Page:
Since the war erupted, violence has soared in the West Bank, with at least 579 Palestinians killed in violence with settlers or Israeli troops, according to the Palestinian authorities.

At least 16 Israelis, including soldiers, have been killed in attacks involving Palestinians, according to official Israeli figures.

Nawajaa said his biggest concern is his grandchildren. He does not let them leave the house.

He said the settlers had struck him and left him lying on the floor of his house. Others in the village have had similar experiences.

“They come at night, around 3 a.m. They say, ‘this house is mine,’” he said

The harassment has frayed nerves in Susya. The Doctors Without Borders, or MSF, charity set up tent clinics this year due to concerns for the villagers’ mental health.

“There is no doubt that this is the biggest problem here,” said Simona Onidi, an MSF coordinator. 

“We can’t talk about post-traumatic disorder here. It’s never post; it’s a permanent trauma.”

Abdul Rahim Al-Nawajaa is despondent about the future. “The suffering is endless,” said the 60-year-old Bedouin as he pruned his acacia tree, the only one left standing since his olive trees were “vandalized.”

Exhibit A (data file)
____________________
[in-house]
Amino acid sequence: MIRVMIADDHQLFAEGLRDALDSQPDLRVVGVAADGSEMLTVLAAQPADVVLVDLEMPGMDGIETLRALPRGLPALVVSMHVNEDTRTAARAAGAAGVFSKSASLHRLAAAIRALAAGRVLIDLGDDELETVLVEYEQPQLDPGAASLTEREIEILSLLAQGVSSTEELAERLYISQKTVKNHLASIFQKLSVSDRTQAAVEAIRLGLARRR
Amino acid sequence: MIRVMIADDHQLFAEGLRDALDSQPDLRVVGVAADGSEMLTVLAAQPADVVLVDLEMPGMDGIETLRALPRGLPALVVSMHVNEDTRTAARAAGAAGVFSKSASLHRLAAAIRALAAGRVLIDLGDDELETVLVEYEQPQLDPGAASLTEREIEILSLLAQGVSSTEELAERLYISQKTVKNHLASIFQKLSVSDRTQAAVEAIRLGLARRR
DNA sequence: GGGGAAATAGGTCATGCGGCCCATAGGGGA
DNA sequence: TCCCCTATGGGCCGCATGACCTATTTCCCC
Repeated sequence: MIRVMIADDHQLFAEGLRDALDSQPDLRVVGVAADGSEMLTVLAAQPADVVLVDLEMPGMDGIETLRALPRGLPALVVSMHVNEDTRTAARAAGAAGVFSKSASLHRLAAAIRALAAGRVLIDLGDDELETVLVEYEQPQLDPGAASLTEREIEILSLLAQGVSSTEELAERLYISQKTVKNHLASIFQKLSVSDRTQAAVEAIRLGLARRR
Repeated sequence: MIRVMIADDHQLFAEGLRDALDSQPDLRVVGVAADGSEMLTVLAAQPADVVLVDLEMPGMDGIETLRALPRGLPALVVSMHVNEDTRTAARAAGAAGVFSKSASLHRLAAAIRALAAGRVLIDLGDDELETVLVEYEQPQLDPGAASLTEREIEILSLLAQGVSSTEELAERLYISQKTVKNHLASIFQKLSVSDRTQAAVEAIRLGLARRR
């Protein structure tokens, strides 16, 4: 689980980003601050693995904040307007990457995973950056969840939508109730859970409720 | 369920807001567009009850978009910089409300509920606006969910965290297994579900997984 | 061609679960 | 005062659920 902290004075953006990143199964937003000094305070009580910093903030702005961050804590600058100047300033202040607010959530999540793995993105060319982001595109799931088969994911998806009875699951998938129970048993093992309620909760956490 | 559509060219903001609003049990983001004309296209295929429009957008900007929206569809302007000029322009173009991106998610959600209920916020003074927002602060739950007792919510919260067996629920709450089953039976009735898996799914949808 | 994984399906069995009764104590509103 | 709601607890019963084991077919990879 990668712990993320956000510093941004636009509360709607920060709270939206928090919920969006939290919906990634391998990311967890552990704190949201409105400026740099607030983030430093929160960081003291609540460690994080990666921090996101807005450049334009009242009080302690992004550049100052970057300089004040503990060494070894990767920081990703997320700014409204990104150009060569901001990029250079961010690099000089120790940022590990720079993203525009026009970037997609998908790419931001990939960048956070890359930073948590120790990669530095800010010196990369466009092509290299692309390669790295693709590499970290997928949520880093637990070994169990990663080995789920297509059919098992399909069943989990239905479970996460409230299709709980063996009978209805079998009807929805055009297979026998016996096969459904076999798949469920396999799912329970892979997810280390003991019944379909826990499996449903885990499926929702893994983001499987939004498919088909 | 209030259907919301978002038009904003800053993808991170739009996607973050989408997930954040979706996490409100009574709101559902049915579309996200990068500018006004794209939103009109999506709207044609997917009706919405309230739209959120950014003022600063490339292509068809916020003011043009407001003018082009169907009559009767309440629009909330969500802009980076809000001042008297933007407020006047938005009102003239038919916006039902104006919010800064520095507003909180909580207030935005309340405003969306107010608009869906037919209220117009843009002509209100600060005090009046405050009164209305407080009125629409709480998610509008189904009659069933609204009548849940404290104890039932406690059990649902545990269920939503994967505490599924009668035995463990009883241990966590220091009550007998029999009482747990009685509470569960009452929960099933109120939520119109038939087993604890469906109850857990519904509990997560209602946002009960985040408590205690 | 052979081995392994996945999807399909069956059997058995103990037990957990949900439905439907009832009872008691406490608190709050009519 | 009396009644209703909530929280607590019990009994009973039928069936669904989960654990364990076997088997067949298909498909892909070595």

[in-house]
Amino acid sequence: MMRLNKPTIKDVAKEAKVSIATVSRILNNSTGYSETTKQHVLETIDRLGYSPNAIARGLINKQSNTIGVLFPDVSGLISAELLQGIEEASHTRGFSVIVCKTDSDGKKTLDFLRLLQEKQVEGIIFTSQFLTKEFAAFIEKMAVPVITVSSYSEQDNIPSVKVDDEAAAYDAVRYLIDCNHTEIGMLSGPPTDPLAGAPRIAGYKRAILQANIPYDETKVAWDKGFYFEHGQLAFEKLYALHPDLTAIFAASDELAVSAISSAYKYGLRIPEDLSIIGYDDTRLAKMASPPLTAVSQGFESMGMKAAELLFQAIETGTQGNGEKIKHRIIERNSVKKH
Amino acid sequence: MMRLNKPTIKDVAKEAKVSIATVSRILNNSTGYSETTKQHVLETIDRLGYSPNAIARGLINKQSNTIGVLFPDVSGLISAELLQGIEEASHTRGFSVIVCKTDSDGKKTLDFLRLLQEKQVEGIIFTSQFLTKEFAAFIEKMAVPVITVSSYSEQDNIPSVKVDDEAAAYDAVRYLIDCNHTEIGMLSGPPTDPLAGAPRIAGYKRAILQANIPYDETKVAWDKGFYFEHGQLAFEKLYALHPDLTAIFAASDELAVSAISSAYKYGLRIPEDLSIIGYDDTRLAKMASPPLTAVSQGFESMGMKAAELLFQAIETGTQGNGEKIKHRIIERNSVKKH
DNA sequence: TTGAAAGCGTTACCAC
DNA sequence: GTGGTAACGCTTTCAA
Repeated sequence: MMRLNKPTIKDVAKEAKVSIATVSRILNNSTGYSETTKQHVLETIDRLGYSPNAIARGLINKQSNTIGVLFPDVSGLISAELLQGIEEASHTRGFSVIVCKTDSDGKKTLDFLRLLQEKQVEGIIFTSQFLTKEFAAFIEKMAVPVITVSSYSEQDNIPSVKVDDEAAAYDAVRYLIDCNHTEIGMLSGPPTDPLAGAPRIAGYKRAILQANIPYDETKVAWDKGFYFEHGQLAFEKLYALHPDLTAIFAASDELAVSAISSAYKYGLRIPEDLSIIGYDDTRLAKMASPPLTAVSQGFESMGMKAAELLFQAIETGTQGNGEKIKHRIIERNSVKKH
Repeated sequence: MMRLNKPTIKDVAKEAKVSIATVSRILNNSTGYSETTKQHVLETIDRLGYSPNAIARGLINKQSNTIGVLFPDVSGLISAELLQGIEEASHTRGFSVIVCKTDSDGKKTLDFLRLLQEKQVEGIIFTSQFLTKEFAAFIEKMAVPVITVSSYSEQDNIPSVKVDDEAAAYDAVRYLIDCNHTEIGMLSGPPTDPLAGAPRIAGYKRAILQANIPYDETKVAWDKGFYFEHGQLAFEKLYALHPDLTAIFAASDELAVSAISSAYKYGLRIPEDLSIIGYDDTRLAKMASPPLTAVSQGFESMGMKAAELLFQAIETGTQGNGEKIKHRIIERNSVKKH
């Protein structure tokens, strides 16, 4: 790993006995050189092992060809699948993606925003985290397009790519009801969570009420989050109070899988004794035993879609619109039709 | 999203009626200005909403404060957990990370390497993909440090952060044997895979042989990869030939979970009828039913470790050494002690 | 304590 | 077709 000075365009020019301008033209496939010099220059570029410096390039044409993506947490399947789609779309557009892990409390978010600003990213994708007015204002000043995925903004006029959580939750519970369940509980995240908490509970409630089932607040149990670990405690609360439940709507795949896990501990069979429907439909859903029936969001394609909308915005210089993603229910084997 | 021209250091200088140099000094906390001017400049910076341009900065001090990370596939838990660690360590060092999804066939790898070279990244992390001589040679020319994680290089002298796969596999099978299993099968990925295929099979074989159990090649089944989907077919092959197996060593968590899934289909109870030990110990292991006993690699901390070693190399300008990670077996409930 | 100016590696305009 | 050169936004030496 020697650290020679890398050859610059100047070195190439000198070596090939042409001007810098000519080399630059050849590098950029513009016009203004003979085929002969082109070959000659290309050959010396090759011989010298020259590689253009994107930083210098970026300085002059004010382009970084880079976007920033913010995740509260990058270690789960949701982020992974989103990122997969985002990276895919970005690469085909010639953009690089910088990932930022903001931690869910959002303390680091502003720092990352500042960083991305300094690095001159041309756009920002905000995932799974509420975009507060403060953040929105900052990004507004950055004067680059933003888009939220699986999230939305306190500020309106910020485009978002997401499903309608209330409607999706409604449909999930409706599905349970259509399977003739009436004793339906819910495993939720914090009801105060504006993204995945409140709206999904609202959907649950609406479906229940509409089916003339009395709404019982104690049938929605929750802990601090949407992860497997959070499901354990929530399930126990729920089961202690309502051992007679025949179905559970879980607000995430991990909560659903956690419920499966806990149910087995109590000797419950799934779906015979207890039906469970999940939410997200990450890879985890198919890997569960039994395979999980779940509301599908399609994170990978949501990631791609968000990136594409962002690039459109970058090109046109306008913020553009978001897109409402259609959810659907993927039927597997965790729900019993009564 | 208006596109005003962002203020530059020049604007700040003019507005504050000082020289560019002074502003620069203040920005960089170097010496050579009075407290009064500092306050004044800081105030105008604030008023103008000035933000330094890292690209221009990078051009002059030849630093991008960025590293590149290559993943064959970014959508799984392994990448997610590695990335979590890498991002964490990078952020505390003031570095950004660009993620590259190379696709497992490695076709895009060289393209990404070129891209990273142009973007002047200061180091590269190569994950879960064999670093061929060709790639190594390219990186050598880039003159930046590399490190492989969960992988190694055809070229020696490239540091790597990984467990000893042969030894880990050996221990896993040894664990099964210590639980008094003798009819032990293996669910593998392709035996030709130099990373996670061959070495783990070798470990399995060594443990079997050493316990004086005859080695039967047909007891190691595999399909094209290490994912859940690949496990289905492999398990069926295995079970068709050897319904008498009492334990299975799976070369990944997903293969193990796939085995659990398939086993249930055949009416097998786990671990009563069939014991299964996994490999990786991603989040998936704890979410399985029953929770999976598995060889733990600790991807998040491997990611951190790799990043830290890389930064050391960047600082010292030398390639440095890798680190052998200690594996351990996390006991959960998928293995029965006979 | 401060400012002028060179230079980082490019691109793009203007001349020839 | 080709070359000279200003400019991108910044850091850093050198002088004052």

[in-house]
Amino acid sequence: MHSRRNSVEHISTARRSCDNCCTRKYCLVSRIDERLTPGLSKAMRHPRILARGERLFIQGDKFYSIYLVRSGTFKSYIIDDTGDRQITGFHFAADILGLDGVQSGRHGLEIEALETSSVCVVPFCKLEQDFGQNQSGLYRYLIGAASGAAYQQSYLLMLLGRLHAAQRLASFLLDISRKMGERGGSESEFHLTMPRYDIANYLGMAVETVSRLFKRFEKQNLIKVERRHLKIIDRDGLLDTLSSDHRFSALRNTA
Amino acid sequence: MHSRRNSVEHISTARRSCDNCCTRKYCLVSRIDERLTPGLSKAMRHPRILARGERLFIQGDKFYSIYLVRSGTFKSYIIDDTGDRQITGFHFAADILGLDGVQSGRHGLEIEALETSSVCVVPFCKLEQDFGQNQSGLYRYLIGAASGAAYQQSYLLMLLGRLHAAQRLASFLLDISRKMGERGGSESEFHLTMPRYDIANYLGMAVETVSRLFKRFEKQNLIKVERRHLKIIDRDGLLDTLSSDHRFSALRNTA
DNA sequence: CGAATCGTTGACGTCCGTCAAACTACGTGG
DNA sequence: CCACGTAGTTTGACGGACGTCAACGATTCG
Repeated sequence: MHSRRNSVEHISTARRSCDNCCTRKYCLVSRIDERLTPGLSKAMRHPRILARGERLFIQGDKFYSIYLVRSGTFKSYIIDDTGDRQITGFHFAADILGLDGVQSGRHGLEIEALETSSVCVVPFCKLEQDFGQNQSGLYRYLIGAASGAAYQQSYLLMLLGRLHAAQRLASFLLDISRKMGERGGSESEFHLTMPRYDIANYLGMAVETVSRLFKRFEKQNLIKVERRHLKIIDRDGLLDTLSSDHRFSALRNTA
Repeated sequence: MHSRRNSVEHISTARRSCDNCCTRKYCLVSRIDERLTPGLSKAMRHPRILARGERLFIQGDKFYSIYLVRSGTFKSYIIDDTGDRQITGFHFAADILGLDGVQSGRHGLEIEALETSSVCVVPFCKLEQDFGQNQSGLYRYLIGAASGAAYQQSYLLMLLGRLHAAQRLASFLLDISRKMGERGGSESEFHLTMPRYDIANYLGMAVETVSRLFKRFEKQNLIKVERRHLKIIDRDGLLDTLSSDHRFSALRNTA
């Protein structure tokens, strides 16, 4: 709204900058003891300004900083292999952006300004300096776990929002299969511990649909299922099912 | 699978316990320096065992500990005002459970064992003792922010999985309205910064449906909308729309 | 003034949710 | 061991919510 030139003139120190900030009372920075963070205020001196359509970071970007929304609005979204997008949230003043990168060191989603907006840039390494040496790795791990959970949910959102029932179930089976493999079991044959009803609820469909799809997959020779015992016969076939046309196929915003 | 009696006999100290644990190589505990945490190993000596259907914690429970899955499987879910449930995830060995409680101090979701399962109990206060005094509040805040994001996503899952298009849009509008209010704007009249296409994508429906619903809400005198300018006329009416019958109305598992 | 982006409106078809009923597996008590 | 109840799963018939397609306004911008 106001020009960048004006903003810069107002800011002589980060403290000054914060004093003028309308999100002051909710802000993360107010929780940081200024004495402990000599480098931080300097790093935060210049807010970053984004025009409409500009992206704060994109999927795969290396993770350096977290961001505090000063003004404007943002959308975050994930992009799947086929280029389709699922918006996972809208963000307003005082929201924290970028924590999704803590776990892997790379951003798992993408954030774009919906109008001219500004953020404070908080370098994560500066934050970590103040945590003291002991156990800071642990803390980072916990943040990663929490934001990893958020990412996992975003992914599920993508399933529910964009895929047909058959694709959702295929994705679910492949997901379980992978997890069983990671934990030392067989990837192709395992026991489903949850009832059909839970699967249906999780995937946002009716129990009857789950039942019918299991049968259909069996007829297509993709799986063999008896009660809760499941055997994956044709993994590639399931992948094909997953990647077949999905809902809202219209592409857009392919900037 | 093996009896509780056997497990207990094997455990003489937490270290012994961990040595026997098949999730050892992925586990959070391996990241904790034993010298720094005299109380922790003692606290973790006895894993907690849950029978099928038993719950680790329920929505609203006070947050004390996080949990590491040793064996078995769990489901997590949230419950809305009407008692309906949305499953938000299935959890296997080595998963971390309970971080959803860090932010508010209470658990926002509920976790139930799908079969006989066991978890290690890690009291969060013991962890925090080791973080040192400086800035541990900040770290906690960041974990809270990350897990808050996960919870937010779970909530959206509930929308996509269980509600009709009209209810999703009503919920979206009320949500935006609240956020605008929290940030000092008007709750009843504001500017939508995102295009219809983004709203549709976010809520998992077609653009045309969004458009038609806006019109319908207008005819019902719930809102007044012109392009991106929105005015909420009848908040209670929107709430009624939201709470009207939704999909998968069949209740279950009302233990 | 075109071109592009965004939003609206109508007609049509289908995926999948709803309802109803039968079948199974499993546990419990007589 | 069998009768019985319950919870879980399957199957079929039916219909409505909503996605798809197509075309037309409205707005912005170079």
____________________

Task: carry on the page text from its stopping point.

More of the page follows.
Settlers killed his father a few years ago in a dispute over a sheep and have demolished Abdul’s house “several times.”

“The settlers act in total impunity. A soldier might put a gun to your head, and you can’t do anything,” the shepherd said.

Fears of a new forced exodus stalk Susya. But Mohamed Al-Nawajaa defiantly declared: “We will stay in our houses.”


Iraq hangs 10 convicted of ‘terrorism’: security and health sources

Under Iraqi law, terrorism and murder offenses are punishable by death, and execution decrees must be signed by the president.
Updated 22 July 2024
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Iraq hangs 10 convicted of ‘terrorism’: security and health sources

  • Health official said 10 Iraqis “convicted of terrorism crimes and of being members of the Daesh group were executed by hanging” at Al-Hut prison in Nasiriyah